It's none of their business that you have to learn to write. Let them think you were born that way. - Ernest Hemingway
I have a whopping 519-page novel sitting on my desk… unpublished. When I look back on it, it sucks—written with all the callow grace of an amateur—but the fact that for an entire decade I had the disciplined commitment to write it is somewhat impressive. I have other unpublished stories that, in efforts to truly understand my protagonists, I’ve nearly sacrificed my sanity to write. I’ve morphed into the mindset of a dying bum in the Tenderloin, a coke-addicted suburbia housewife, and an old and lonely widow who just wants to sing karaoke, to name a few. If it weren’t for that voice in my head that feels the incessant need to narrate every mundane and exciting detail in life (from standing in line at the grocery store to those fleeting seconds just before a man jumps off a bridge), I’d have quit writing a long time ago. The ego can only take so much, after all.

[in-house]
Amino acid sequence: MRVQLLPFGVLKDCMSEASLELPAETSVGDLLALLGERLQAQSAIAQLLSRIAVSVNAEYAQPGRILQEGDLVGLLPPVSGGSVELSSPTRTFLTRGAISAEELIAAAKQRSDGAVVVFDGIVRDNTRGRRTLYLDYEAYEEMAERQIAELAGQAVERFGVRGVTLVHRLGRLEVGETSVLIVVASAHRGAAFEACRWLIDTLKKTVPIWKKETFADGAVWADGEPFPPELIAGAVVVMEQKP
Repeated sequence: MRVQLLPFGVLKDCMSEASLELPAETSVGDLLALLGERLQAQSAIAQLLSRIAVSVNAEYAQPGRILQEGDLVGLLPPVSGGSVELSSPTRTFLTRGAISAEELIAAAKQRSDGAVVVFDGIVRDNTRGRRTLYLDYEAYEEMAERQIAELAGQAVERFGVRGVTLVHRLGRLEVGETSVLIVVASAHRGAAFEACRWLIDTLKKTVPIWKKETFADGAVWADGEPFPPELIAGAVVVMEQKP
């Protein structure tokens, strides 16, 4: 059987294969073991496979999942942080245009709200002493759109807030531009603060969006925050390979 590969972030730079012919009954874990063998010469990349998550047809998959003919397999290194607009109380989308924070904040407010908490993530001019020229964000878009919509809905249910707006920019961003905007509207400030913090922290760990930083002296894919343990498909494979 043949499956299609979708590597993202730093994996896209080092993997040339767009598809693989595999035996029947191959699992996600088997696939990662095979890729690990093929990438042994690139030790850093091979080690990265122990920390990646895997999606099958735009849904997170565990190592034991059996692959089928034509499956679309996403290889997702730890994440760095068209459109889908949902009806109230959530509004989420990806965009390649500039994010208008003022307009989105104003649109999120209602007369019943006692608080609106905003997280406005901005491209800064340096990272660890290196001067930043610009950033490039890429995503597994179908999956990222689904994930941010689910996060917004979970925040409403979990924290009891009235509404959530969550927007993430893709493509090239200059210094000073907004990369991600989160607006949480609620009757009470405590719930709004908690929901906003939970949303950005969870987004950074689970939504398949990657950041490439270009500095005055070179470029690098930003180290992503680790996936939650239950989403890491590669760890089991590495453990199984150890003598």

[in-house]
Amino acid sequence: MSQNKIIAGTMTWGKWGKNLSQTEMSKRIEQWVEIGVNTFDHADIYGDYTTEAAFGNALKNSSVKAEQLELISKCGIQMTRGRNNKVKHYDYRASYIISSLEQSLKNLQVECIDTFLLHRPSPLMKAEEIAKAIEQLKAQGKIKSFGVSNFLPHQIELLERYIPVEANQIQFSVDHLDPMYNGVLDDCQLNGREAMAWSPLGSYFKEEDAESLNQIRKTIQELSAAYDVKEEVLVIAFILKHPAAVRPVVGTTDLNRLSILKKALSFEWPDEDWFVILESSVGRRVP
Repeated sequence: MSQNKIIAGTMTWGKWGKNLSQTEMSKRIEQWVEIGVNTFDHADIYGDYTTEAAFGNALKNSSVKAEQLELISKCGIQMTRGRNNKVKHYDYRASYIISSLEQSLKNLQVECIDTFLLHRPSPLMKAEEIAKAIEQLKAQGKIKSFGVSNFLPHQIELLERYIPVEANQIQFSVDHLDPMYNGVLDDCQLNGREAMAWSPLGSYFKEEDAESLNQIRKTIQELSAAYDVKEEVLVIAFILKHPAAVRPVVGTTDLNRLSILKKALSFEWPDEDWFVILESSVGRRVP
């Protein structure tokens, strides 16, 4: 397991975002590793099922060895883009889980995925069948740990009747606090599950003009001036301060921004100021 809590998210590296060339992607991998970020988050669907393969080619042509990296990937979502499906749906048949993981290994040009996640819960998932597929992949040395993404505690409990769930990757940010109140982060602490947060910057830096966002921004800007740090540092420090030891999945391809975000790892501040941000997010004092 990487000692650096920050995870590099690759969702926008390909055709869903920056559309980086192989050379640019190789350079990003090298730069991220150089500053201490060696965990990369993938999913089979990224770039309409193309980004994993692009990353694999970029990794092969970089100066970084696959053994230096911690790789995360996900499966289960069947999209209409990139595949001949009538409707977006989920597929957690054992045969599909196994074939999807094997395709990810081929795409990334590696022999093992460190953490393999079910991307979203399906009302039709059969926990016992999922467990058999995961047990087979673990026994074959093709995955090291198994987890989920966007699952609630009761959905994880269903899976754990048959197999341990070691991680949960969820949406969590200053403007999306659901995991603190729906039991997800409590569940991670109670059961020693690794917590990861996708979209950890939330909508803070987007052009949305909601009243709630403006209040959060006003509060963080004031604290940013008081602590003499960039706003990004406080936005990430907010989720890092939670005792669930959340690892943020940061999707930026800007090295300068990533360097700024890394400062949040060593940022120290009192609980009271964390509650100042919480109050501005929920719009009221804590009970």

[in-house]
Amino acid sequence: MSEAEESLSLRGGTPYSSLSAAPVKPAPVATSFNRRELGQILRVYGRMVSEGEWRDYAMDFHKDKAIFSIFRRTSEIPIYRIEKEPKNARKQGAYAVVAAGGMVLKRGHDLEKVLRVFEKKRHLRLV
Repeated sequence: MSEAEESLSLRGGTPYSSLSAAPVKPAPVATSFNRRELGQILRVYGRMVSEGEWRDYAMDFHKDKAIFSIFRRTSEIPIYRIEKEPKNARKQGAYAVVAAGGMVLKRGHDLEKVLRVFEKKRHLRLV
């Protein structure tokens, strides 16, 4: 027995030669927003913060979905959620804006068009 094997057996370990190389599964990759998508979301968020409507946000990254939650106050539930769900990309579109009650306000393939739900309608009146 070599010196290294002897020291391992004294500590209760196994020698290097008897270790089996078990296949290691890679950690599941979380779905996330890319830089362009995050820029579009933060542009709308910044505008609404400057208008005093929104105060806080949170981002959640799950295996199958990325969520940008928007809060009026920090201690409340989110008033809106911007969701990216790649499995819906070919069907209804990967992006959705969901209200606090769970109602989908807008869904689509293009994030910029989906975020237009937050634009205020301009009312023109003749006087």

Just before I arrived to that ‘fuck it’ point in life, I received an unexpected success: I got accepted to grad school, into the creative writing program at Mills College. Me—grad school! The punk teen from Chula Vista who used to ‘Abacadaba’ my way through Scantrons had made it into grad school. I was as thrilled as Honey Boo Boo on her birthday. Would a prestigious education open doors to getting published and becoming a successful novelist? Would a professor tell me that maybe my stories would have a better chance if all of my protagonists weren’t depressing lunatics?
My "acceptance glee" was short lived. Fear and self-doubt began to seep like poison through my body as I realized one thing: I got into grad school…and I was terrified.
Next Week: The ‘oh shit’ feeling continues…in a public performance space